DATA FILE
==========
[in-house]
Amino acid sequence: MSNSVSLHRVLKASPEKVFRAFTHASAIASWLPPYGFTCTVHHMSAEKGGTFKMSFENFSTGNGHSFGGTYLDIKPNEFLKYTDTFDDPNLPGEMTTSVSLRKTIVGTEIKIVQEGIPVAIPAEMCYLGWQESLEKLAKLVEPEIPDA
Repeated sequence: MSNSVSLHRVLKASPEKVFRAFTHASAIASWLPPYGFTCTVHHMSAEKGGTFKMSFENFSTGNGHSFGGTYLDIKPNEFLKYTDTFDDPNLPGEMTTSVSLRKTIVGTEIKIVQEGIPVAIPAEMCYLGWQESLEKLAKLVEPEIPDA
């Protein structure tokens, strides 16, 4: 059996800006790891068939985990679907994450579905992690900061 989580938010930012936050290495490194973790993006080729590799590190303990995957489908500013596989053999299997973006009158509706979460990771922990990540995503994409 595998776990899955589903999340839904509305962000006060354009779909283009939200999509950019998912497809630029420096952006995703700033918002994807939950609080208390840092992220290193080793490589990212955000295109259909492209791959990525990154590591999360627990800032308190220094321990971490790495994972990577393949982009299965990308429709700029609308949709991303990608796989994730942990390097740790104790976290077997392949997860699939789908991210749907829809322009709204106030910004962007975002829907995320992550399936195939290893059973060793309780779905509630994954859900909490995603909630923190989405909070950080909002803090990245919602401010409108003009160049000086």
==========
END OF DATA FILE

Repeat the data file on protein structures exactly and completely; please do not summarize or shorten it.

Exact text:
[in-house]
Amino acid sequence: MSNSVSLHRVLKASPEKVFRAFTHASAIASWLPPYGFTCTVHHMSAEKGGTFKMSFENFSTGNGHSFGGTYLDIKPNEFLKYTDTFDDPNLPGEMTTSVSLRKTIVGTEIKIVQEGIPVAIPAEMCYLGWQESLEKLAKLVEPEIPDA
Repeated sequence: MSNSVSLHRVLKASPEKVFRAFTHASAIASWLPPYGFTCTVHHMSAEKGGTFKMSFENFSTGNGHSFGGTYLDIKPNEFLKYTDTFDDPNLPGEMTTSVSLRKTIVGTEIKIVQEGIPVAIPAEMCYLGWQESLEKLAKLVEPEIPDA
């Protein structure tokens, strides 16, 4: 059996800006790891068939985990679907994450579905992690900061 989580938010930012936050290495490194973790993006080729590799590190303990995957489908500013596989053999299997973006009158509706979460990771922990990540995503994409 595998776990899955589903999340839904509305962000006060354009779909283009939200999509950019998912497809630029420096952006995703700033918002994807939950609080208390840092992220290193080793490589990212955000295109259909492209791959990525990154590591999360627990800032308190220094321990971490790495994972990577393949982009299965990308429709700029609308949709991303990608796989994730942990390097740790104790976290077997392949997860699939789908991210749907829809322009709204106030910004962007975002829907995320992550399936195939290893059973060793309780779905509630994954859900909490995603909630923190989405909070950080909002803090990245919602401010409108003009160049000086």